All the warring parties would lose if they got into any armed conflict over territorial claims in the South China Sea, Vietnamese President Tran Dai Quang has warned. He did not explicitly name China or any other country involved in the dispute, but said that there were "recent worrying developments" in the region.

Vietnam is believed to be one of the most vocal critics of Beijing when it comes to China's territorial claims or military assertiveness in Asia and Asia-Pacific regions. China's activities in the disputed waters also drew criticism from other countries, like the US, Japan and the United Nations.

Speaking at a forum in Singapore on Tuesday (30 August), Quang said that the current expansion in the region was threatening regional security, especially "maritime security and safety, freedom of navigation and overflight", Japan Times reported.

"The South China Sea, located at the heart of Southeast Asia, not only brings about many important benefits to nations in the region but it is also a vital route to maritime and air transport of the world," Quang said.

"And should we allow instability to take place, especially in the case of armed conflicts, there will be neither winners or losers but rather all will lose," he warned.

Apart from the current on-going territorial dispute, there has been a fierce standoff between China and Vietnam over vast fishery, oil and gas reserves in the sea. In 2014 Beijing removed a controversial oil rig into contested waters of the sea, just two months after placing it in near Paracel Islands. It sparked diplomatic tensions between the two countries, prompting deadly riots in Hanoi and collisions between Vietnamese and Chinese ships.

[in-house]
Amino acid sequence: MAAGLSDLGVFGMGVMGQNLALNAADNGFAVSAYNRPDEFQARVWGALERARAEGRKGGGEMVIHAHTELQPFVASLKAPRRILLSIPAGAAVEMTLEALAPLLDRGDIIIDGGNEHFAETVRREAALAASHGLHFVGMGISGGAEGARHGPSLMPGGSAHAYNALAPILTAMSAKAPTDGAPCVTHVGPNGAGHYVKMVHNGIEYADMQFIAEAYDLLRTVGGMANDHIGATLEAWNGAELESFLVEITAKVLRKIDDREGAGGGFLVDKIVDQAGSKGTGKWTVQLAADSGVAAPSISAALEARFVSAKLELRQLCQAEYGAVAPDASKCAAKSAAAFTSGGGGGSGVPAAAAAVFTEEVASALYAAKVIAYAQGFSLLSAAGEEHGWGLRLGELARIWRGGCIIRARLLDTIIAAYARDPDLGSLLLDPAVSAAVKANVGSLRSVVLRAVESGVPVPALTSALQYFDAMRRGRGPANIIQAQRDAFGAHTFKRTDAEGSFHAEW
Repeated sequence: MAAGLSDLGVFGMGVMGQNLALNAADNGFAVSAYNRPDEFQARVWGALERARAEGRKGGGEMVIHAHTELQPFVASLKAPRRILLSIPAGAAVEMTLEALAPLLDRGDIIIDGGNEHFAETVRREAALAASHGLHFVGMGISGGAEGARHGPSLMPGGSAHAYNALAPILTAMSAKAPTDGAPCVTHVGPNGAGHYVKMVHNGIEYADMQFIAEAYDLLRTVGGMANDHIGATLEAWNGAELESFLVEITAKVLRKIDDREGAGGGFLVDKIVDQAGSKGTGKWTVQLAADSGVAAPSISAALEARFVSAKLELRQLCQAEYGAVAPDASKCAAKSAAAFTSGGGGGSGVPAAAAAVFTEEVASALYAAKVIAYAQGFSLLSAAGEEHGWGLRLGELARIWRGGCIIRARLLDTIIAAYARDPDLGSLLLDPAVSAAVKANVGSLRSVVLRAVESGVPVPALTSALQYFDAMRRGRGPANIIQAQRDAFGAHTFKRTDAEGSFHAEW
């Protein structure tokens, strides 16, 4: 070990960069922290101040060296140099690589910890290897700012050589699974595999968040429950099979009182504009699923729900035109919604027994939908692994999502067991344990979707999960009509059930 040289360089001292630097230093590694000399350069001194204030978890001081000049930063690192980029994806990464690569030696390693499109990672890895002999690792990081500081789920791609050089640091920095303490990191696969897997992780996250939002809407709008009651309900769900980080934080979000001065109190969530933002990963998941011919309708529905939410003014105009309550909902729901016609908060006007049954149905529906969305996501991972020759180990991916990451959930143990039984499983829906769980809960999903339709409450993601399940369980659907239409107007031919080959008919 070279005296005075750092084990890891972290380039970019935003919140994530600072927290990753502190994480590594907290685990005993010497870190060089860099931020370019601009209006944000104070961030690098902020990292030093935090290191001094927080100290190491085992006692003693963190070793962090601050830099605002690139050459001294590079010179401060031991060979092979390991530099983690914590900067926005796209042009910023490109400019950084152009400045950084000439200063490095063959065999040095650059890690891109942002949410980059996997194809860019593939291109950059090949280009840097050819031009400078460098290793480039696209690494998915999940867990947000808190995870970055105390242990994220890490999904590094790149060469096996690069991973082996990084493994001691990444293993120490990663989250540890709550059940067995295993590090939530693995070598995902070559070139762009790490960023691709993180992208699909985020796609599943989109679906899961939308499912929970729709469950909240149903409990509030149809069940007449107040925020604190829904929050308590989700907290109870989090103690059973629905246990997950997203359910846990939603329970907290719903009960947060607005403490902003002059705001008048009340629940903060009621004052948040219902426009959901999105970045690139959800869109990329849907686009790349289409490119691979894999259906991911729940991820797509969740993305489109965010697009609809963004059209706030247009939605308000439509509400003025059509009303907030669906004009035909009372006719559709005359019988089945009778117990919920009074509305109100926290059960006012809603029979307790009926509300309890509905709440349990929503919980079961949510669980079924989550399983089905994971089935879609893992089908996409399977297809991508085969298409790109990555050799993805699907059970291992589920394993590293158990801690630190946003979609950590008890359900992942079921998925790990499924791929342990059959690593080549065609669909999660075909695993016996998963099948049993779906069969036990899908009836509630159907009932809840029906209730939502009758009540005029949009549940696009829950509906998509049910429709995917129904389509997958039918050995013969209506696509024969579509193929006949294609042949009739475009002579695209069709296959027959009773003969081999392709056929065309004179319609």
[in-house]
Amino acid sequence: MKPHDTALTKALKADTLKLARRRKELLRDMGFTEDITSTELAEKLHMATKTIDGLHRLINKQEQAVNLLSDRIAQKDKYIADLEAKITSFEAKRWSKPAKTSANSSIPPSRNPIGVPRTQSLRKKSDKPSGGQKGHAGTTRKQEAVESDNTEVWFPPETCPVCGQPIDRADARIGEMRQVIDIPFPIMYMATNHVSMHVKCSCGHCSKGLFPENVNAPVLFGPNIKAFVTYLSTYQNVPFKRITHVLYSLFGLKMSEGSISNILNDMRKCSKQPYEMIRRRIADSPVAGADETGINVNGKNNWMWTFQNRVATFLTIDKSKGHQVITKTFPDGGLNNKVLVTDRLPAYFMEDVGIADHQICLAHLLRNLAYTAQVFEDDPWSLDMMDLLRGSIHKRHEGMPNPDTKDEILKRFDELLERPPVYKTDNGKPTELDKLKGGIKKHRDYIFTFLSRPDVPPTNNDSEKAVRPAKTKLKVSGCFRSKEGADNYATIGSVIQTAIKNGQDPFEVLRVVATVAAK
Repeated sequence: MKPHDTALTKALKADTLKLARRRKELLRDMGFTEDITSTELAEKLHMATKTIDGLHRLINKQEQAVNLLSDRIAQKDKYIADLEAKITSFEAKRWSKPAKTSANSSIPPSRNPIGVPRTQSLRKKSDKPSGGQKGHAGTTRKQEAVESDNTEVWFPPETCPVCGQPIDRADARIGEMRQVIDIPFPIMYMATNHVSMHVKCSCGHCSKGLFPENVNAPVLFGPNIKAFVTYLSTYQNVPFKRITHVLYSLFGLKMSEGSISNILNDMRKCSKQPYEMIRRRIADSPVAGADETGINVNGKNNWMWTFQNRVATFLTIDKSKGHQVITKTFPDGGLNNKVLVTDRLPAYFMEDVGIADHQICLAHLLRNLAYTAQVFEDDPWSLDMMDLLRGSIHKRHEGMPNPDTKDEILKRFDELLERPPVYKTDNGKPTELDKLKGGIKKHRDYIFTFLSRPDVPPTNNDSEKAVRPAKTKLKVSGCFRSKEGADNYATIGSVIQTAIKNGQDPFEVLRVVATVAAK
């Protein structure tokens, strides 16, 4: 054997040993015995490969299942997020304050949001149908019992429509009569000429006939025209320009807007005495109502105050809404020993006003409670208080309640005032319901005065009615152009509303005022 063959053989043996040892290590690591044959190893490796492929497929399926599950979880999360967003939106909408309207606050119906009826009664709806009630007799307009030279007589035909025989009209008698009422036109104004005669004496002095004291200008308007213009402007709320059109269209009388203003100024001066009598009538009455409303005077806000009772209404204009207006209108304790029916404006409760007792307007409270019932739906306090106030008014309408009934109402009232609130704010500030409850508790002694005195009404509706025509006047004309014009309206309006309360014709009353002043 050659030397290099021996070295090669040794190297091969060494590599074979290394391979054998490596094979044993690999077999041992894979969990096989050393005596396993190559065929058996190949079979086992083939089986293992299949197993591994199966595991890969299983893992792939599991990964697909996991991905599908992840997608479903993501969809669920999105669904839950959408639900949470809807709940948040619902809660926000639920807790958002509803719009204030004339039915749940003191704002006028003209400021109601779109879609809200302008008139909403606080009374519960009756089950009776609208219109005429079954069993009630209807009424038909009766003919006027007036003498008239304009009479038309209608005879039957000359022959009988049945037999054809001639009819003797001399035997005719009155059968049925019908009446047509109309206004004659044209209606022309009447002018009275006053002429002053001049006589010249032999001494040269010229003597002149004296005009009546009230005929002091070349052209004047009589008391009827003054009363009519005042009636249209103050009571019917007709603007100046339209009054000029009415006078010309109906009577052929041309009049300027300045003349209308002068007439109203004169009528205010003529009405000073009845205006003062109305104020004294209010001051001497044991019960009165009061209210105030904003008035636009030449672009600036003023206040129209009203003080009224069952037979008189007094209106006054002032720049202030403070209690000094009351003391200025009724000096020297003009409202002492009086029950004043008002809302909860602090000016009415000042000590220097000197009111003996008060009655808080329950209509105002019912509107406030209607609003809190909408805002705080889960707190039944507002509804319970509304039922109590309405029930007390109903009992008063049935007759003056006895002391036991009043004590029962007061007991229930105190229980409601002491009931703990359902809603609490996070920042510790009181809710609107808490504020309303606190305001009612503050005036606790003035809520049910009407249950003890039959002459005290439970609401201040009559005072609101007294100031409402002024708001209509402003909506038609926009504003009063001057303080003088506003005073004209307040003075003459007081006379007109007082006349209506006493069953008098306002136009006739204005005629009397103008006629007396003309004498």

China's claims have led to growing uneasiness and growing anger from other claimants including the Philippines.

The tough-talking Philippines President Rodrigo Duterte has maintained not to stir up his China's anger on the South China Sea row and also vowed to not bring up the issue during the international summit.

China Vietnam
A Vietnamese sinking boat (L) which was rammed and then sunk by Chinese vessels near disputed Paracels Islands Reuters

However, on Tuesday (30 August) the Foreign Minister of the Philippines Perfecto Yasay said that China will be a "loser" if it does not recognise and accept the UN-backed tribunal ruling on the issue.

"We are trying to make China understand especially when the dust settles that unless they respect and recognise the arbitral tribunal, they will be the losers at the end of that day on this matter," Reuters cited Yasay as saying.

He added: "When we start formal negotiations or bilateral engagements with China, we will have to do it within the context of the arbitral decision. There are no buts or ifs insofar as our policy on this matter is concerned."